Halfway houses generally require new residents to have completed a rehab program (detox, inpatient, or residential) before living in the house. Conversely, new residents of a sober living home need not be in a formal rehab program before moving in. The two types of recovery houses assessed in this study showed different strengths and weaknesses and served different types of individuals. Communities and addiction treatment systems should therefore carefully assess the types of recovery housing that might be most helpful to their communities.
On the other hand, there are recommendations concerning the minimum amount of time in which you should participate in a transitional living program. Although halfway houses share a lot in common with sober-living homes, there are a few key differences that set them apart. We were founded jointly by Vanderburgh House, an operator of sober houses in Massachusetts, and Vanderburgh Communities, an organization supporting sober living and recovery home operators. If you would like to add a listing to our sober house directory, please let us know. Staying in a sober living home for a few months or a year does not imply that you have failed or that you are any less capable than those who have gone before you. Addiction rehabilitation is a highly personalized process, and each person’s path is a unique experience that must be experienced in their own time.
Sober Living Houses vs. Halfway Houses
Primary outcomes consisted or self report measures of alcohol and drug use. Secondary outcomes included measures of legal, employment, medical, psychiatric and family problems. Some measures assessed the entire 6 months between data collection time points. Others, such as the Addiction Severity Index, assessed shorter time periods of 30 days or less. Halfway houses are similar to sober living homes, but halfway houses are generally more strict.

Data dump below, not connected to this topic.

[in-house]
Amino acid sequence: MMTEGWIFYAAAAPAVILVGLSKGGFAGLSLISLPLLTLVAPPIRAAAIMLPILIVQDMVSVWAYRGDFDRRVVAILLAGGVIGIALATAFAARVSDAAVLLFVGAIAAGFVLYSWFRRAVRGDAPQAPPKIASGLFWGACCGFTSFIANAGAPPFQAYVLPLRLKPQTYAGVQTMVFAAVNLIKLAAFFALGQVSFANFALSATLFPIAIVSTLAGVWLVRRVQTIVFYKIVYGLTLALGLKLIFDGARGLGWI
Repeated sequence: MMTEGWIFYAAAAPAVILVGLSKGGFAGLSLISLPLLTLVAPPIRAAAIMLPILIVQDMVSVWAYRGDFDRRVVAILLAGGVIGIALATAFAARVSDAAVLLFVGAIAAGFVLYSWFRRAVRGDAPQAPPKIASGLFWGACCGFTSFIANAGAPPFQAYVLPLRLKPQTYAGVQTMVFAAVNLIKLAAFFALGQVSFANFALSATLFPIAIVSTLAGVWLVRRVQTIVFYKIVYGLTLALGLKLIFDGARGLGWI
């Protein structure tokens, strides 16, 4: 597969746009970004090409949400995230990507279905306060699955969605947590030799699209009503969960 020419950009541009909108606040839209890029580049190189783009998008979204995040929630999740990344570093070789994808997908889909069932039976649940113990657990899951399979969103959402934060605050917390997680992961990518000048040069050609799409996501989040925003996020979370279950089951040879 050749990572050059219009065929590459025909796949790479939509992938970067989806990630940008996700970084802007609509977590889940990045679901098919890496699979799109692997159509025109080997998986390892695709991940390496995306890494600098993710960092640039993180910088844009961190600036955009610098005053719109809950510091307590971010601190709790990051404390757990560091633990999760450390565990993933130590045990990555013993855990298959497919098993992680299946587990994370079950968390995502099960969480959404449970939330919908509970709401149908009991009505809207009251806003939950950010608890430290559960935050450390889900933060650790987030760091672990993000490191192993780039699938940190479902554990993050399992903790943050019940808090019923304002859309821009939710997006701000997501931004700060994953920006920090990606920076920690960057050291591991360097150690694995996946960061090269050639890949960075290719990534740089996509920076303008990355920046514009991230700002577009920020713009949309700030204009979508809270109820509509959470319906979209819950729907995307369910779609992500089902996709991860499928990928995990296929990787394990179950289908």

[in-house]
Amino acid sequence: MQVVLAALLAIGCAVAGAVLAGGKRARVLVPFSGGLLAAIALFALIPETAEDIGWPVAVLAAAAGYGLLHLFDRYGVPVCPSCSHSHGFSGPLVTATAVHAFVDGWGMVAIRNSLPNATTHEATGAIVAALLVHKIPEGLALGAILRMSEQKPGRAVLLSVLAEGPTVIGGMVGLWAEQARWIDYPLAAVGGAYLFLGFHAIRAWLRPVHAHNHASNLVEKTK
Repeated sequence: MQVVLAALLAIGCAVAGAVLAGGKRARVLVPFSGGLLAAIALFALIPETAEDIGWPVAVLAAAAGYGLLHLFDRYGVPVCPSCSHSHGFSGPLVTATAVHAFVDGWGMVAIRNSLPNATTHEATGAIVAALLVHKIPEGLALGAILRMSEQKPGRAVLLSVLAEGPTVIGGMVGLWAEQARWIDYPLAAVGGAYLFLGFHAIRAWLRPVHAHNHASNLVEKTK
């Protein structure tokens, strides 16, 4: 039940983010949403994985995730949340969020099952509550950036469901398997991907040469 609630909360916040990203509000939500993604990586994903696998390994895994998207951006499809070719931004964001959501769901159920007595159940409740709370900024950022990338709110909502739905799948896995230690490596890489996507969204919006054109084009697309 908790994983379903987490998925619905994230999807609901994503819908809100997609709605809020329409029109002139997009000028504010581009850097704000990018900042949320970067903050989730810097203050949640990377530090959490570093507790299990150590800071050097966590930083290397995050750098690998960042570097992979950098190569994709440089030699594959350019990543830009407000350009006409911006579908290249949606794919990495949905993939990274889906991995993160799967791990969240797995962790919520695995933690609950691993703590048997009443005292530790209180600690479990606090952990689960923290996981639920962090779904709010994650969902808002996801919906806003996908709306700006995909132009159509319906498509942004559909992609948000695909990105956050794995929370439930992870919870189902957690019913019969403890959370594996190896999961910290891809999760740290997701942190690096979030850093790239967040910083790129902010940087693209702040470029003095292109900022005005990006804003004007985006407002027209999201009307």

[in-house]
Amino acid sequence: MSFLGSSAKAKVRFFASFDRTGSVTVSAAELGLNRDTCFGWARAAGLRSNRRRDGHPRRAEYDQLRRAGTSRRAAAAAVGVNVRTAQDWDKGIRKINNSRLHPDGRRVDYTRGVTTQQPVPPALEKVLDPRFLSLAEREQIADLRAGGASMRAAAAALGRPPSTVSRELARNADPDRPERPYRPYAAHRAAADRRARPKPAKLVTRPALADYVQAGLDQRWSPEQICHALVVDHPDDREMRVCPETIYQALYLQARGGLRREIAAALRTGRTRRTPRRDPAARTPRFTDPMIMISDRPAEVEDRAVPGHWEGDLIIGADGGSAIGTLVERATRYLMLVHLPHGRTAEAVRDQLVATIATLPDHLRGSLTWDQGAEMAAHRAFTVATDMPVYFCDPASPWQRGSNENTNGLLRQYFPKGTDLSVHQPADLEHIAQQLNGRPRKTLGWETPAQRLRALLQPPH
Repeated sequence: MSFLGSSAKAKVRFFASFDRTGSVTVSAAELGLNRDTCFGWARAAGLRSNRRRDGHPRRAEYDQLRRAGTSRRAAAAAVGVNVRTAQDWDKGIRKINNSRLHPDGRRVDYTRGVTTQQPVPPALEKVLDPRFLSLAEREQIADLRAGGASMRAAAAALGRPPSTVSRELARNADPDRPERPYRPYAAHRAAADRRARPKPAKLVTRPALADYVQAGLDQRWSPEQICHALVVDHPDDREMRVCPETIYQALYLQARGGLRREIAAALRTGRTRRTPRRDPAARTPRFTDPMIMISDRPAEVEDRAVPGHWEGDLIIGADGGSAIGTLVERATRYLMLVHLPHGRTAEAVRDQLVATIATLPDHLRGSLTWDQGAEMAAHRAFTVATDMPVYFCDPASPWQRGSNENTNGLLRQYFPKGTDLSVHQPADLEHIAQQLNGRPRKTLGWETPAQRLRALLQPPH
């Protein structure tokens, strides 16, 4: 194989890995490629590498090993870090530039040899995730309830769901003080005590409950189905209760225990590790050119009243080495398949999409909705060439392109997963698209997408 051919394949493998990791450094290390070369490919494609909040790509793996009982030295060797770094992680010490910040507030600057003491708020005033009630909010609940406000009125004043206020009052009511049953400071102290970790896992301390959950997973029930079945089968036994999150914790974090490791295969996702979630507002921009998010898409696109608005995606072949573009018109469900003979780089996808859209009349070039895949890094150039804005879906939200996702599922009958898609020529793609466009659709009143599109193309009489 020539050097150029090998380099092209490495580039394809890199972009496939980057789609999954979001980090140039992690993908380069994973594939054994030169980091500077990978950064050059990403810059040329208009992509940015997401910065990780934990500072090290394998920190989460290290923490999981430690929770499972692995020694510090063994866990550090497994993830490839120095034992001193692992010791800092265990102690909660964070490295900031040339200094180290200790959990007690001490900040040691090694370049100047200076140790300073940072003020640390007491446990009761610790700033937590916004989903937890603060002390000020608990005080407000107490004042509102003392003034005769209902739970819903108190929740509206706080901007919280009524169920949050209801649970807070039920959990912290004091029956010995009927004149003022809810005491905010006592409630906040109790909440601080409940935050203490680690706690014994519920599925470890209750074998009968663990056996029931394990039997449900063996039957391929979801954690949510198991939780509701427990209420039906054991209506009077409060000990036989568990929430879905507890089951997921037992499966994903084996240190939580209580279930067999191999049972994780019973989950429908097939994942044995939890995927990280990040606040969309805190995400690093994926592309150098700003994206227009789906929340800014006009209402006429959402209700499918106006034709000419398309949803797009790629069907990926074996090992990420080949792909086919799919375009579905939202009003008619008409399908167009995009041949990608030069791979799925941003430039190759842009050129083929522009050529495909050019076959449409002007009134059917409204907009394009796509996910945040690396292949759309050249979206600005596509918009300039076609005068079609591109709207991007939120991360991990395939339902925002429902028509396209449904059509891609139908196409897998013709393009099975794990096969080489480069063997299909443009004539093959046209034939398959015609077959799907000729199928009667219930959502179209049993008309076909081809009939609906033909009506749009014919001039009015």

Vanderburgh House, a supporter of Sober House Directory, builds sober home communities where residents are supported in their recovery journeys. Vanderburgh House sees a world where every person in recovery has access to a supportive, healthy, and safe home environment built on respect, focused on recovery, and lead by peers. Residents live together as a family to develop the tools and strengthen their character in order to live free from substance abuse. These homes allow for independence while guided by a set of recovery-focused house rules, standards, and expectations.
How Long Can You Stay in a Sober-Living House?
Studies show that a minimum of 3 months tends to work best for most individuals. They both present alcohol- and drug-free living conditions for those who are struggling with addiction. The cardinal rule in all sober living homes is that residents must remain clean and sober. In some instances, the residents can’t even cook with certain ingredients, such as vanilla, or use specific kinds of mouthwash.
Nevertheless, most homes register with the Illinois Department of Human Services. Another key difference between sober living homes and halfway houses is the level of support and services offered. While both types of residential environments may offer access to counseling sober house and support groups, halfway houses may offer more intensive therapy and medical services to address specific mental health needs. Many individuals attempting to abstain from alcohol and drugs do not have access to appropriate housing that supports sustained recovery.